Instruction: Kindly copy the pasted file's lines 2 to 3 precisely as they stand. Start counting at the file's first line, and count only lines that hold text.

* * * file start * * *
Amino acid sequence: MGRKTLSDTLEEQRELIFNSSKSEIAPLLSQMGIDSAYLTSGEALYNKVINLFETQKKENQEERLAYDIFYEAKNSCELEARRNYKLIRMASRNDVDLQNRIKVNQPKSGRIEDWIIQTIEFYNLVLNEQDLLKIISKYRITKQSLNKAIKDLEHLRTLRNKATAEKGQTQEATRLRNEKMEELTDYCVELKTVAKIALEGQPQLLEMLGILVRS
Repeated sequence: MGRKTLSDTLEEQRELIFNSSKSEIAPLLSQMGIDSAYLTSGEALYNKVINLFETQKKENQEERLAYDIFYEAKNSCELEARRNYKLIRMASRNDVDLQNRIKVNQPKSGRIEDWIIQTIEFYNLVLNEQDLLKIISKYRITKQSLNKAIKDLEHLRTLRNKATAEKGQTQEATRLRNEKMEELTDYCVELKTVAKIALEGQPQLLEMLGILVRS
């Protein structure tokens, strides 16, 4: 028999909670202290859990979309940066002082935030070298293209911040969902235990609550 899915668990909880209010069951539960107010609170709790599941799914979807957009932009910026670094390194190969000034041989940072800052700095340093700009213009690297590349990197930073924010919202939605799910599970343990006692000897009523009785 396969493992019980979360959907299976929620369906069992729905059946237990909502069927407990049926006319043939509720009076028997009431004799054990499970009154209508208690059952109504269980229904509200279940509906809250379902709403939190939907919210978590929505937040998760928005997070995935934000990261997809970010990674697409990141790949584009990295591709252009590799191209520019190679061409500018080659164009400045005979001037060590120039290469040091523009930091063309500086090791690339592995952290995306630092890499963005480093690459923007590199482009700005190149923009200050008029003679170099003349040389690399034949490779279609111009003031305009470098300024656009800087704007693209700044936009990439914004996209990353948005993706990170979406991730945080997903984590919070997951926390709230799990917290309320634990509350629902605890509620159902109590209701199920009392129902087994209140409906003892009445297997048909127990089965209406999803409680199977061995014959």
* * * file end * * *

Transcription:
Repeated sequence: MGRKTLSDTLEEQRELIFNSSKSEIAPLLSQMGIDSAYLTSGEALYNKVINLFETQKKENQEERLAYDIFYEAKNSCELEARRNYKLIRMASRNDVDLQNRIKVNQPKSGRIEDWIIQTIEFYNLVLNEQDLLKIISKYRITKQSLNKAIKDLEHLRTLRNKATAEKGQTQEATRLRNEKMEELTDYCVELKTVAKIALEGQPQLLEMLGILVRS
């Protein structure tokens, strides 16, 4: 028999909670202290859990979309940066002082935030070298293209911040969902235990609550 899915668990909880209010069951539960107010609170709790599941799914979807957009932009910026670094390194190969000034041989940072800052700095340093700009213009690297590349990197930073924010919202939605799910599970343990006692000897009523009785 396969493992019980979360959907299976929620369906069992729905059946237990909502069927407990049926006319043939509720009076028997009431004799054990499970009154209508208690059952109504269980229904509200279940509906809250379902709403939190939907919210978590929505937040998760928005997070995935934000990261997809970010990674697409990141790949584009990295591709252009590799191209520019190679061409500018080659164009400045005979001037060590120039290469040091523009930091063309500086090791690339592995952290995306630092890499963005480093690459923007590199482009700005190149923009200050008029003679170099003349040389690399034949490779279609111009003031305009470098300024656009800087704007693209700044936009990439914004996209990353948005993706990170979406991730945080997903984590919070997951926390709230799990917290309320634990509350629902605890509620159902109590209701199920009392129902087994209140409906003892009445297997048909127990089965209406999803409680199977061995014959």